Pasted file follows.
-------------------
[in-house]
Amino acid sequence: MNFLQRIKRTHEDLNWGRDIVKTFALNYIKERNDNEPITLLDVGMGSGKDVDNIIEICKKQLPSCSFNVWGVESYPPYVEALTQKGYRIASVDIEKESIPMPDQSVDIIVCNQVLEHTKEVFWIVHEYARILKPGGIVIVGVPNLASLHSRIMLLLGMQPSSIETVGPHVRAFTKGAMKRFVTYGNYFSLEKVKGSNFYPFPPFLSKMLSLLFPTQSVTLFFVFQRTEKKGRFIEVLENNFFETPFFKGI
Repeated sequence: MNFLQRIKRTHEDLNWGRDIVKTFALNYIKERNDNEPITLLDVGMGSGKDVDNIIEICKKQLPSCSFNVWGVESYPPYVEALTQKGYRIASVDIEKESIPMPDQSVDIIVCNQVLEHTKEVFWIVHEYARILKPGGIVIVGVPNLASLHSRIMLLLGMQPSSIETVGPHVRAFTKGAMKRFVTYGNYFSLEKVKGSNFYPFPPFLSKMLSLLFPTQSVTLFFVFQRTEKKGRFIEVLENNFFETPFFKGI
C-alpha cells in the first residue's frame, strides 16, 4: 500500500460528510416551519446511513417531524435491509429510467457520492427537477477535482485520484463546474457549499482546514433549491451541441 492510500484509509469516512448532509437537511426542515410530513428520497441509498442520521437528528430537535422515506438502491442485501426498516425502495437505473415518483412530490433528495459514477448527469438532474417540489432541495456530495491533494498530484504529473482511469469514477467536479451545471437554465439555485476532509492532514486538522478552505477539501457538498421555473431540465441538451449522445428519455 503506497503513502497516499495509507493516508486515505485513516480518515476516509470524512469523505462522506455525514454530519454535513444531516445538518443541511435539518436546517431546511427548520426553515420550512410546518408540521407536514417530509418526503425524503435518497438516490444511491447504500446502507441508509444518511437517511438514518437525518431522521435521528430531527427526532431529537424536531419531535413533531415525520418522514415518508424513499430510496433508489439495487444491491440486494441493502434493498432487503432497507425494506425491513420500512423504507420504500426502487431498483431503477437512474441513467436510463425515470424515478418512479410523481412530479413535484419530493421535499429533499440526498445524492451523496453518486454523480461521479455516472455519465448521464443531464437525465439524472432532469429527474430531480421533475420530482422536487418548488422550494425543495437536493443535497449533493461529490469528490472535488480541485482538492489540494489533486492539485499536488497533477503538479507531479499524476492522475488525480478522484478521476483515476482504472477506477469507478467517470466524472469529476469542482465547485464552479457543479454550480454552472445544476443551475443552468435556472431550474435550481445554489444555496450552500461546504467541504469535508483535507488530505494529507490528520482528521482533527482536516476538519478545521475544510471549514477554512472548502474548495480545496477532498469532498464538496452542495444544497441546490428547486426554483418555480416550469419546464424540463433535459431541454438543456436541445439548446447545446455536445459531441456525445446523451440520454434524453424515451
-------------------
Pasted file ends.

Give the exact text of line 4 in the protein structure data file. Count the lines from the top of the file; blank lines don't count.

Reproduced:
C-alpha cells in the first residue's frame, strides 16, 4: 500500500460528510416551519446511513417531524435491509429510467457520492427537477477535482485520484463546474457549499482546514433549491451541441 492510500484509509469516512448532509437537511426542515410530513428520497441509498442520521437528528430537535422515506438502491442485501426498516425502495437505473415518483412530490433528495459514477448527469438532474417540489432541495456530495491533494498530484504529473482511469469514477467536479451545471437554465439555485476532509492532514486538522478552505477539501457538498421555473431540465441538451449522445428519455 503506497503513502497516499495509507493516508486515505485513516480518515476516509470524512469523505462522506455525514454530519454535513444531516445538518443541511435539518436546517431546511427548520426553515420550512410546518408540521407536514417530509418526503425524503435518497438516490444511491447504500446502507441508509444518511437517511438514518437525518431522521435521528430531527427526532431529537424536531419531535413533531415525520418522514415518508424513499430510496433508489439495487444491491440486494441493502434493498432487503432497507425494506425491513420500512423504507420504500426502487431498483431503477437512474441513467436510463425515470424515478418512479410523481412530479413535484419530493421535499429533499440526498445524492451523496453518486454523480461521479455516472455519465448521464443531464437525465439524472432532469429527474430531480421533475420530482422536487418548488422550494425543495437536493443535497449533493461529490469528490472535488480541485482538492489540494489533486492539485499536488497533477503538479507531479499524476492522475488525480478522484478521476483515476482504472477506477469507478467517470466524472469529476469542482465547485464552479457543479454550480454552472445544476443551475443552468435556472431550474435550481445554489444555496450552500461546504467541504469535508483535507488530505494529507490528520482528521482533527482536516476538519478545521475544510471549514477554512472548502474548495480545496477532498469532498464538496452542495444544497441546490428547486426554483418555480416550469419546464424540463433535459431541454438543456436541445439548446447545446455536445459531441456525445446523451440520454434524453424515451